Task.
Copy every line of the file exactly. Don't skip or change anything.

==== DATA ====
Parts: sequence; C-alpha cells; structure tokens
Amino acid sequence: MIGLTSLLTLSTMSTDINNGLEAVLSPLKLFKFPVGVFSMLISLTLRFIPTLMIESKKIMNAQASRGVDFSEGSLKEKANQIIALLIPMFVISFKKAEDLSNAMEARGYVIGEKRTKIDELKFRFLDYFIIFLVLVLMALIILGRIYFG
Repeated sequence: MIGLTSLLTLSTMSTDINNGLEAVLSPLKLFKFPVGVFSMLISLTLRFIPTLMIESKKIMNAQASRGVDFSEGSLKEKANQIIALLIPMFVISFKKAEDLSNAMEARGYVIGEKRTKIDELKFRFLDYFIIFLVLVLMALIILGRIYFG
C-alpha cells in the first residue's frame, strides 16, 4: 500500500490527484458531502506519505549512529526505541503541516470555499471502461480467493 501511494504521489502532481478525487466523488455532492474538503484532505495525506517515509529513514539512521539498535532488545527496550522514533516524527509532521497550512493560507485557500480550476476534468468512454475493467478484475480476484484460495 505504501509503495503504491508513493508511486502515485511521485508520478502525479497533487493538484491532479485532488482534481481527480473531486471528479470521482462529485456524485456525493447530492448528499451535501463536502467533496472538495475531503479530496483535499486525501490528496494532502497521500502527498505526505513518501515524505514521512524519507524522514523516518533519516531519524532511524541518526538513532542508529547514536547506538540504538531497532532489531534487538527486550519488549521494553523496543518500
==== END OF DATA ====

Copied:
Parts: sequence; C-alpha cells; structure tokens
Amino acid sequence: MIGLTSLLTLSTMSTDINNGLEAVLSPLKLFKFPVGVFSMLISLTLRFIPTLMIESKKIMNAQASRGVDFSEGSLKEKANQIIALLIPMFVISFKKAEDLSNAMEARGYVIGEKRTKIDELKFRFLDYFIIFLVLVLMALIILGRIYFG
Repeated sequence: MIGLTSLLTLSTMSTDINNGLEAVLSPLKLFKFPVGVFSMLISLTLRFIPTLMIESKKIMNAQASRGVDFSEGSLKEKANQIIALLIPMFVISFKKAEDLSNAMEARGYVIGEKRTKIDELKFRFLDYFIIFLVLVLMALIILGRIYFG
C-alpha cells in the first residue's frame, strides 16, 4: 500500500490527484458531502506519505549512529526505541503541516470555499471502461480467493 501511494504521489502532481478525487466523488455532492474538503484532505495525506517515509529513514539512521539498535532488545527496550522514533516524527509532521497550512493560507485557500480550476476534468468512454475493467478484475480476484484460495 505504501509503495503504491508513493508511486502515485511521485508520478502525479497533487493538484491532479485532488482534481481527480473531486471528479470521482462529485456524485456525493447530492448528499451535501463536502467533496472538495475531503479530496483535499486525501490528496494532502497521500502527498505526505513518501515524505514521512524519507524522514523516518533519516531519524532511524541518526538513532542508529547514536547506538540504538531497532532489531534487538527486550519488549521494553523496543518500